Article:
Expanding Further: July 26 – 30

Economic activity and prices keep growing. Here are the five things we learned from U.S. economic data released during the week ending July 30.


Consumer spending and business investment drove Q2’s economic expansion. The Bureau of Economic Analysis reports that Gross Domestic Product (GDP) swelled 6.5 percent on a seasonally adjusted annualized basis during the second quarter. While below some forecasts, Q2 GDP grew slightly faster than Q1’s 6.3 percent gain and was the fourth straight quarter of expansion following the massive contraction at the start of the pandemic. Q2 was also the first quarter in which real (inflation-adjusted) GDP was larger than before the pandemic. During the quarter, the most significant contributions to economic growth were personal spending, exports, and fixed nonresidential (business) investment. At the same time, supply shortages weighed on fixed residential investment and inventory accumulation. The BEA will update its Q2 GDP estimates twice over the next two months.

Consumer spending rebounded while inflation remained an issue in June. The Bureau of Economic Analysis tells us that real Personal Consumption Expenditures (PCE) grew a seasonally adjusted 0.5 percent during the month after having contracted 0.6 percent in June. Spending on goods fell 0.2 percent, hurt by a 2.5 drop in durable goods spending (nondurables: +1.2 percent), while services expenditures gained 0.8 percent. Without inflation adjustments, nominal PCE surged 1.0 percent even as nominal personal (+0.1 percent) and disposable (unchanged) income essentially held steady. Real disposable income fell 0.5 percent. As a result, the savings rate fell by 9/10ths of a point to a still healthy +9.4 percent. Relative to a year ago, real PCE was up 9.2 percent even as real disposable income was off 3.0 percent. The PCE price index, a closely watched inflation measure, grew 0.5 percent for the month and was up 4.0 percent from a year earlier. The core PCE price index, which removes both food and energy, increased 0.4 percent from May and 3.5 percent from June 2020. Both the headline and core price indices were well above the Federal Reserve’s two-percent target rate.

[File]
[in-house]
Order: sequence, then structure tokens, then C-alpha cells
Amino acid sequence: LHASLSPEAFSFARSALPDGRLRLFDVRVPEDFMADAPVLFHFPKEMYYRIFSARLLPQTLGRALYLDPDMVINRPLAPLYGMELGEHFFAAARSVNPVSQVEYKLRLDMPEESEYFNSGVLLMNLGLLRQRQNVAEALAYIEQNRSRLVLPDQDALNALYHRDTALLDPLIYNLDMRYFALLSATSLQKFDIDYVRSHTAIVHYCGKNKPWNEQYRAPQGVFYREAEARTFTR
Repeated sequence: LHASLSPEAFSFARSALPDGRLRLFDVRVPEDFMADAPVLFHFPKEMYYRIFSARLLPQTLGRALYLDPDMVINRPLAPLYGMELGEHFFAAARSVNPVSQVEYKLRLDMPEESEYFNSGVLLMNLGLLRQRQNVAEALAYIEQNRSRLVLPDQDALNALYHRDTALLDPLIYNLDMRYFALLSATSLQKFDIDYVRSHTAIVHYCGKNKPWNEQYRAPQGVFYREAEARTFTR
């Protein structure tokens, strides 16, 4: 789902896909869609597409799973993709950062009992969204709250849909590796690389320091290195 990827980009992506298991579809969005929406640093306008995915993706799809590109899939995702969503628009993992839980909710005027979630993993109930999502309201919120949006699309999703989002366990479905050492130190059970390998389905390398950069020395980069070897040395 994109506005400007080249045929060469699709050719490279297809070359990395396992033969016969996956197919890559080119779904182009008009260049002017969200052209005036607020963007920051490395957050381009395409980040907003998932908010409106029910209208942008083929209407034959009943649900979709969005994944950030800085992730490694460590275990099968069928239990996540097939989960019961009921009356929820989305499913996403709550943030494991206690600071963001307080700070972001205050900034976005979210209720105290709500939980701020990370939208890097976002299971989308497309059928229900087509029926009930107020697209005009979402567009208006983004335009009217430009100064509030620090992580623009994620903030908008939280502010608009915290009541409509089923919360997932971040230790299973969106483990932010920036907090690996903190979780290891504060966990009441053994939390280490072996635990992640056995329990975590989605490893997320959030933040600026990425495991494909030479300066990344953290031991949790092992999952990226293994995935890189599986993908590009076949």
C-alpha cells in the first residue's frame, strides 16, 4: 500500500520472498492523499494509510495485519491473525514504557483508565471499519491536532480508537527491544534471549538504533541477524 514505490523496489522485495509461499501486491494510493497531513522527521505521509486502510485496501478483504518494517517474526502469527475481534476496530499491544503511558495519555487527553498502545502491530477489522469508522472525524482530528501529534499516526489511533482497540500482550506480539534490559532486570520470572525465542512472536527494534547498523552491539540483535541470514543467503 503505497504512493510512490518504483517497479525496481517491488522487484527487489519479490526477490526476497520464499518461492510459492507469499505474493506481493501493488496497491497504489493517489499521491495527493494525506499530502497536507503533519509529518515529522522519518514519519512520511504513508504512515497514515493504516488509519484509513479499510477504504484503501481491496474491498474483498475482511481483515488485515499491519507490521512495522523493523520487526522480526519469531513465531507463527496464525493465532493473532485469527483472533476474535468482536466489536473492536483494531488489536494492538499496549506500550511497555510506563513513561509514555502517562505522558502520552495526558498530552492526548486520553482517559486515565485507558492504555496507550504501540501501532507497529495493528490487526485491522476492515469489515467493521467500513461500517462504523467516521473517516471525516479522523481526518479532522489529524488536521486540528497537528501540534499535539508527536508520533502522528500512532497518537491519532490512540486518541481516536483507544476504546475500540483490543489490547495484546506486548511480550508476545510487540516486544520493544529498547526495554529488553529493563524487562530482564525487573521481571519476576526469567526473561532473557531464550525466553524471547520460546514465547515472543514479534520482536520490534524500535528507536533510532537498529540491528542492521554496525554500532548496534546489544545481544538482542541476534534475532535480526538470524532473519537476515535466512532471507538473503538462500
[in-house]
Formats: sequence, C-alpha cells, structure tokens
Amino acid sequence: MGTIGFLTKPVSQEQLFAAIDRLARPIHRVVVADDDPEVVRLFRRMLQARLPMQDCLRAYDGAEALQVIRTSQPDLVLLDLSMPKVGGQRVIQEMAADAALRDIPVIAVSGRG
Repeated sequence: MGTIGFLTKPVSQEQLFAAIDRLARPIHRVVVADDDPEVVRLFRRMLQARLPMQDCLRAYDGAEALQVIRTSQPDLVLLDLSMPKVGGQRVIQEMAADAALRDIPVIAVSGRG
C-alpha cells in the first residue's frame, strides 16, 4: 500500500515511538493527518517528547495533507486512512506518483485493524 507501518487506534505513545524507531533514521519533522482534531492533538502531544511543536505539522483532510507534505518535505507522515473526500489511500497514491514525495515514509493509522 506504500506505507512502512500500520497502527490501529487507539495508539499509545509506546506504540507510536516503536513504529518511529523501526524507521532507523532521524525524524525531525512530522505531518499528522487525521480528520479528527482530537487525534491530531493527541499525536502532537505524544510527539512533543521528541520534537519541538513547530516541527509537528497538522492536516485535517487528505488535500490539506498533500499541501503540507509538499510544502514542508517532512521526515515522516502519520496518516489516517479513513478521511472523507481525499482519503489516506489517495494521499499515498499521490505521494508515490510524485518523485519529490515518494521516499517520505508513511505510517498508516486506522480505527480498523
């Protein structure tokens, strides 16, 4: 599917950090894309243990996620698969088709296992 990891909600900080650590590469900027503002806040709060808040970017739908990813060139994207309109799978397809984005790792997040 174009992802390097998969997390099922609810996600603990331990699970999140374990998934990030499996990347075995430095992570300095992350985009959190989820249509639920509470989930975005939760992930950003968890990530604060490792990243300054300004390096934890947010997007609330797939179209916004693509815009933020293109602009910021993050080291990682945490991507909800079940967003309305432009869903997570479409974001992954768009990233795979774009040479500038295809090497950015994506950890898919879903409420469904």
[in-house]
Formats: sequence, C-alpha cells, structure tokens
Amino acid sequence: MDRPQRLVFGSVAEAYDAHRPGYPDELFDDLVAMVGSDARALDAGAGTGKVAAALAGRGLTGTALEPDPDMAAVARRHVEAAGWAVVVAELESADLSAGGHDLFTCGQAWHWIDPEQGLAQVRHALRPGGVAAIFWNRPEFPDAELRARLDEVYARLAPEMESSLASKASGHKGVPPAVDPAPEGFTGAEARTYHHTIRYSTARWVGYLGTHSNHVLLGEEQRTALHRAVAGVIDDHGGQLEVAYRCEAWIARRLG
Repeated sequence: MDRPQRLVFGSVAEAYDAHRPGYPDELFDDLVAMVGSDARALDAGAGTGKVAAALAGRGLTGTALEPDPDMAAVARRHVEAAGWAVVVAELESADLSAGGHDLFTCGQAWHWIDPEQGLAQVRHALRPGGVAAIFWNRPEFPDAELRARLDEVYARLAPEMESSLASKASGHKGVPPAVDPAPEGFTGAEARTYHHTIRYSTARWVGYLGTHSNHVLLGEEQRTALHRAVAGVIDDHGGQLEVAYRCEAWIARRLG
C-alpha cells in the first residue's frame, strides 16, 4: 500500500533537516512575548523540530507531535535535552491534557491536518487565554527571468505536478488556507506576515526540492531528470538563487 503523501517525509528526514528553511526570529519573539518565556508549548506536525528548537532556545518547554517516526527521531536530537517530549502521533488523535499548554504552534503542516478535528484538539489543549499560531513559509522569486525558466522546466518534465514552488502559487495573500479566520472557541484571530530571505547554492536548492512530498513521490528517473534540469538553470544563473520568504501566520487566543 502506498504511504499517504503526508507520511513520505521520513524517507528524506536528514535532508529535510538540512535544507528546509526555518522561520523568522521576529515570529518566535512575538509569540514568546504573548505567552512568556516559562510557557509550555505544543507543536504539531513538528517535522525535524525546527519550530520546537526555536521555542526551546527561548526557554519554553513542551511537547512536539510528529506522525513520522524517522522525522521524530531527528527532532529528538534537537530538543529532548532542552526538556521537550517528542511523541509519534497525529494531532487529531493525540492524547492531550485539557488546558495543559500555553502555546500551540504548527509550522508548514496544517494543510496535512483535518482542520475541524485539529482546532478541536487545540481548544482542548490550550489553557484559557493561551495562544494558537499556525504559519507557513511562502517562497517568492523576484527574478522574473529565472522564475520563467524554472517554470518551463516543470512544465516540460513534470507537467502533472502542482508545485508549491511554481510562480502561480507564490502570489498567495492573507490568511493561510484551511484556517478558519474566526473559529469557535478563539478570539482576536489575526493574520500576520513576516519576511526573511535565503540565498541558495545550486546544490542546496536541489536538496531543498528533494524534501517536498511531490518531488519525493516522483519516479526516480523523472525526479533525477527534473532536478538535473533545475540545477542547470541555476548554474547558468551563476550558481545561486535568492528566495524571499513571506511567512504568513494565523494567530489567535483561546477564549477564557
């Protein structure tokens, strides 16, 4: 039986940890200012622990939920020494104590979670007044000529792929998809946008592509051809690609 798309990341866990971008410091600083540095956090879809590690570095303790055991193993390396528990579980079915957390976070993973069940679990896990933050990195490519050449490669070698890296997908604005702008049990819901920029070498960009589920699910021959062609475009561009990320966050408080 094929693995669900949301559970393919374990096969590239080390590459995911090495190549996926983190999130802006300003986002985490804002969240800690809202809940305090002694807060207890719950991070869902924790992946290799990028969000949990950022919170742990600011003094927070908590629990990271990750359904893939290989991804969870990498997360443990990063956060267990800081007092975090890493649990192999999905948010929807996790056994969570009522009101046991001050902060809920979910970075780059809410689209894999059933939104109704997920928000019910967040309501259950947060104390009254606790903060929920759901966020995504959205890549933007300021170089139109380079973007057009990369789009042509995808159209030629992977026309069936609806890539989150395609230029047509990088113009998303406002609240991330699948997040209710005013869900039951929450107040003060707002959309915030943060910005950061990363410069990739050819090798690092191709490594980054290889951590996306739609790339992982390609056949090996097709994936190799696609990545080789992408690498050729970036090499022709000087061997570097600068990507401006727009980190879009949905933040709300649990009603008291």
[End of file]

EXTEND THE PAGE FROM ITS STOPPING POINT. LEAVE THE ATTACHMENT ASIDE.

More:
The Fed does not change its course. The policy statement released following this past week’s Federal Open Market Committee (FOMC) meeting largely resembled other recent policy statements, with only some relatively minor word changes. It noted that “indicators of economic activity and employment continued to strengthen” and that some sectors of the economy had “not fully recovered.” Further, the statement noted that even with “progress on vaccinations…risk to the economic outlook remained.” Hence, the FOMC voted unanimously to keep the fed funds target rate near zero percent and to continue purchasing Treasury securities and agency mortgage-backed securities. In the case of when to roll back the latter, the statement said, “the Committee will continue to assess progress in coming meetings.”

Inflation had differing effects on two consumer sentiment surveys. The Conference Board’s Consumer Confidence Index inched up by 2/10ths of a point to a pandemic-high of 129.1 (1985=100). The index was up from last July’s 91.7 mark. The current conditions index added 7/10ths of a point to 160.3, while the expectations index slipped by 1/10th of a point to 108.5. 26.4 percent of survey respondents reported that business conditions were “good,” compared to 19.3 percent, saying they were “bad.” A massive 54.9 percent of consumers felt that jobs were “plentiful” versus only 10.5 percent feeling that they were “hard to get.” The press release noted that consumers’ inflationary expectations “remained elevated” but had eased a bit from recent months.

Meanwhile, the Index of Consumer Sentiment from the University of Michigan shed 4.3 points in July to a seasonally adjusted 81.2 (1966Q1=100). While up 4/10ths of a point from the preliminary July reading, the measure has slumped nearly 20 points since February. The current conditions index lost 4.1 points (to 84.5) during the month the expectations index dropped by 4.5 points (to 79.0). The press release noted “complaints about high prices for homes, vehicles, and household durables.”

New home sales dropped again in June amid supply shortages. The Census Bureau reports new home sales declined 6.6 percent during the month to a seasonally adjusted annualized rate of 676,000 units. Sales were 19.4 percent below their year-ago pace. Of the four Census regions, sales managed to increase (both month-to-month and year-to-year) only in the Midwest. There were 353,000 homes available for sale at the end of June, up 14.5 percent from the prior month and translating into a 6.3 month supply. The median sales price of $361,800 was up 6.1 percent from a year earlier.

Other U.S. economic data released over the past week:

  • Jobless Claims (Week ending July 24, 2021, First-Time Claims, seasonally adjusted): 400,000, -24,000 vs. the previous week, -862,000 vs. the same week a year earlier). 4-week moving average: 394,500 (-71.5% vs. the same week a year earlier).
  • Pending Home Sales (June 2021, Index (2001=100), seasonally adjusted): 112.8 (-1.9% vs. May 2021; -1.9% vs. June 2020).
  • FHFA House Price Index (May 2021, Purchase-Only, seasonally adjusted): +1.7% vs. April 2021, +18.0% vs. May 2020.
  • Agricultural Prices (June 2021, Prices Received by Farmers, not seasonally adjusted): +0.9% vs. May 2021, +21.8% vs. June 2020.

The opinions expressed here are not necessarily those of Kevin’s current employer. No endorsements are implied.

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